Saturday 2 July 2022

Missing Miniature Mystery (2)

 Birchley House and Railway

The rather splendid Birchley House, near Biddenden in Kent, used to come with its own delightfully miniature railway which ran right past the fine and historic pile.
An on-line article, prompted by the offer of house and railway for sale, gives some background. the article has been expurgated by fbb.

In 1968, Jennifer Randall and businessman husband Drummond (photograped in 2013!) ...
... and their two toddlers, Edward and Catherine, moved into Birchley House, a run-down 17th Century mansion outside Biddenden, Kent, and started renovation.

Two years later, Drummond moved on to a quite different project.

He decided to build the biggest, most show-stopping, fantasy scale miniature railway in their home’s five-and-a-half acres of grounds.

His idea was to turn into a lifelong obsession and even intended digging a 202ft tunnel to allow his steam engines to pass under the property’s drive.e concentrated on the railway in the grounds. He put down another 200ft of track, and, in 1980, set about his biggest engineering feat – the tunnel under the drive.
He then looped the track around the front gardens, making a run of a quarter of a mile, before creating an extension into the rear groun ds to make a half-mile circuit in all.

All the while Drummond was also expanding his stock of engines. He now has four – all steam locomotives – in his sidings. He also built a signal box – a perfect replica of the type found on the London, Brighton and South Coast Railway.
The work inside the house, overseen by Jennifer, was equally substantial.

Birchley is an impressive Grade II mansion, but when the couple bought it for £11,800 it was in dire need of care and attention. During their first winter, the snow would blow in through the holes in the roof. The interior was dark and miserable and the grounds were overgrown.

But now the Randalls are selling Birchley because their children have all flown the nest and the six-bedroom house, with its beautifully landscaped grounds, including a covered swimming pool, is too big for them.

Birchley’s new owner can either buy some engines and keep the line working – or Drummond will be quite happy to dismantle the whole track and take it away.

The article is dated 2013 which ties in with one of the Sunday 4th dates of the "final" open day.

But it seems that the "dismantle and take away" option was what happened.

The line is, indeed, no more; hence the firmly closed front gates.
Fortunately, thanks to Google Earth, we can see some of the locations, now bereft of track and trains, that we spotted on yesterday's video. The quality is not great, neither is Google Earth, but you will be able to follow the circuit.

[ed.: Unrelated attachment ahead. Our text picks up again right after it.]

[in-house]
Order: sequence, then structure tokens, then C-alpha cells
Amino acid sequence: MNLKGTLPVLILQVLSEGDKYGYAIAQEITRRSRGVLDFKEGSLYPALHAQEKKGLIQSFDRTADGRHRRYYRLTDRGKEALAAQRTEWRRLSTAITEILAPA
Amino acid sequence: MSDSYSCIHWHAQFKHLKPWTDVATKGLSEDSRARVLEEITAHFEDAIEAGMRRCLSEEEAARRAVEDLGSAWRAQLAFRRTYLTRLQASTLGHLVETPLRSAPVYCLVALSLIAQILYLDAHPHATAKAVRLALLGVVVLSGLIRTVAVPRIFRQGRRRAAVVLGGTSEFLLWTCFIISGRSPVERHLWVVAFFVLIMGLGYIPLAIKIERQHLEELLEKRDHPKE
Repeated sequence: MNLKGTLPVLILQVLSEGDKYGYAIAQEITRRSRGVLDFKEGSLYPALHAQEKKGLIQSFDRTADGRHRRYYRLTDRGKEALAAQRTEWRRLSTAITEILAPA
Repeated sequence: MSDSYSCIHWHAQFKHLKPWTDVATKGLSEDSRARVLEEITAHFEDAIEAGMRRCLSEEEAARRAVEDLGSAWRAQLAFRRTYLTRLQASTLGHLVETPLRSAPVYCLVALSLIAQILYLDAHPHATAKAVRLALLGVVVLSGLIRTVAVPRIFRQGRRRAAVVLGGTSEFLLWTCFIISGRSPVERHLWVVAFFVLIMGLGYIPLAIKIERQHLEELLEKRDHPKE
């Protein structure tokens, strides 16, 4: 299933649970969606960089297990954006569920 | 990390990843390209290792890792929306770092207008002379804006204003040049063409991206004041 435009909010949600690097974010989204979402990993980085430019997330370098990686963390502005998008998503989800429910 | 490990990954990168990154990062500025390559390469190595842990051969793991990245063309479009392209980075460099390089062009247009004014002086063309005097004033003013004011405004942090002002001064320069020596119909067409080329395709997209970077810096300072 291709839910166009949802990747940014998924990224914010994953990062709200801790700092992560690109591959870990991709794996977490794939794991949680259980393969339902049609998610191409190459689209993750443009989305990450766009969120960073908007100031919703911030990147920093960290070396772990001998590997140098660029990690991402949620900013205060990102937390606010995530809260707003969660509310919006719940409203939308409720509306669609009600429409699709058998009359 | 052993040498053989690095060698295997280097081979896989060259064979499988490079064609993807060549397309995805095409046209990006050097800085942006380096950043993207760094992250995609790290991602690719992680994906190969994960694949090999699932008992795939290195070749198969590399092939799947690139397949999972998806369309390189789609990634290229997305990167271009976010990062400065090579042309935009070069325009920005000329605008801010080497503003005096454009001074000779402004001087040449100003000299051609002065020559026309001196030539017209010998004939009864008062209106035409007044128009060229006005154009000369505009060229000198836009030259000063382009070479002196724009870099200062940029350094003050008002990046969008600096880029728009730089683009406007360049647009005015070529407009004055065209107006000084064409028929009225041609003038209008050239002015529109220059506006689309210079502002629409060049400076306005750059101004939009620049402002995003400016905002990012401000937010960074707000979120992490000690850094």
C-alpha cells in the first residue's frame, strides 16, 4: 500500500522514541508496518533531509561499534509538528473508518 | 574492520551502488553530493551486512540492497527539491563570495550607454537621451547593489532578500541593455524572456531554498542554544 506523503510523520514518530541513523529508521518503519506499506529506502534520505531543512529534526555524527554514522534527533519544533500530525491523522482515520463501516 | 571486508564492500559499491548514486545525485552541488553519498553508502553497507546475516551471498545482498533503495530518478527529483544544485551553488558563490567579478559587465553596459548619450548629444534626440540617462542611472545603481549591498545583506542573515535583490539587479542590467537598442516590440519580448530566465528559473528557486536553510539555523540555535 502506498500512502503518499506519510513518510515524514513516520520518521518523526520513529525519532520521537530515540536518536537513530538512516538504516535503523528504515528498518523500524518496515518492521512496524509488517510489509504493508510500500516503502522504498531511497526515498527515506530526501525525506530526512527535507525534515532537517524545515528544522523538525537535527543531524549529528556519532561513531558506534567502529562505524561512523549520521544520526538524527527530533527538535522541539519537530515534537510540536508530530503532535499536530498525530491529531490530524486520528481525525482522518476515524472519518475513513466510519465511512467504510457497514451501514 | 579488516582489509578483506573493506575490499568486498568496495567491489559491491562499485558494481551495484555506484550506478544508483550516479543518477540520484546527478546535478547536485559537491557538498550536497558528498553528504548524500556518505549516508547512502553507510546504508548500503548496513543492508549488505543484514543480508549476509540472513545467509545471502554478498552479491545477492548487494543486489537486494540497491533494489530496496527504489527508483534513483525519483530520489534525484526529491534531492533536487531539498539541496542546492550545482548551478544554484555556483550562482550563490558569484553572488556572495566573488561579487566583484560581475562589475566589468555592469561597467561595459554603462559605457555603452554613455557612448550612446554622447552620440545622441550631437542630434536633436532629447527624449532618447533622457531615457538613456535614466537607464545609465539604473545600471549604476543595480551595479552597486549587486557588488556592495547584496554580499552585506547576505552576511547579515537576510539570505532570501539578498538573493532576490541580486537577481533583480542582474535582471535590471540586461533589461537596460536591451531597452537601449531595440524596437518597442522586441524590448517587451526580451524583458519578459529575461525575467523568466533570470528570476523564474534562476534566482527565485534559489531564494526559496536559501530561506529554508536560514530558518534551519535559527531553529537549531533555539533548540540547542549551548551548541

We start at the station ...
... and set off past the signal box (now removed) ...
... the past turntable and engine shed.
The remnants are clearly visible on Google Earth. The train then passes through a foliage archway ...
... and then runs along the boundary fence.
The little train crosses the spectacular girder bridge ..
... and into the famous tunnel. These features are not visible from above due to trees - the bridge may have been removed, - but here it is under construction.
We can, however, spot the exit from the tunnel ...
... just to the left of the drive; after which the line curves gracefully round ...
... to chuff happily past the front of the house.
A sharp left hand bend takes us though another hedge ...
... and we are back in the station.
Here is an overview of the site and you should be able to plot the sausage shaped line.
Drummond Randall did not stop there, however, and he built a bit more. There was a junction just after the tunnel, which led to an extra section through the woods (and therefore invisible to Google Earth).
It ran to a terminus near to those firmly-closed main gates and required proper signalling (hence the signal box) ...
... and proper single line token operation. 

Here we go:- veer right and into the woods ...
... alongside the road from Biddenden ...
... token dropped for the next train back ...
... past another signal box and in to the terminus.
These last four pictures are stills from a video taken on the very last day of operation, August 4th 2013.

The line has been "gone" for over ten years and it's passing was a sadness for many.

The blogs all started with a label in a Seaton antique shop.
Weird isn't the word!

More Matford model railway snippets will now follow as part of the Sunday Variety blog.

Talking Of Tail-Chasing Model Railways
fbb has, at last, assembled a simple circular test track which will enable him to do "stuff" more effectively on the dining table - especially in inclement weather.

Seen here is fbb's extension of his tank wagon collection, progressing into the complex world of cylindrical tanks for the transport of cement and other powder products.
Six so far! More to come.

 Nexct Variety blog : Sunday 3rd July 

1 comment:

  1. Clearly influenced by the London Brighton & South Coast Railway, whose engineer was Dugald Drummond from 1870 to 1875.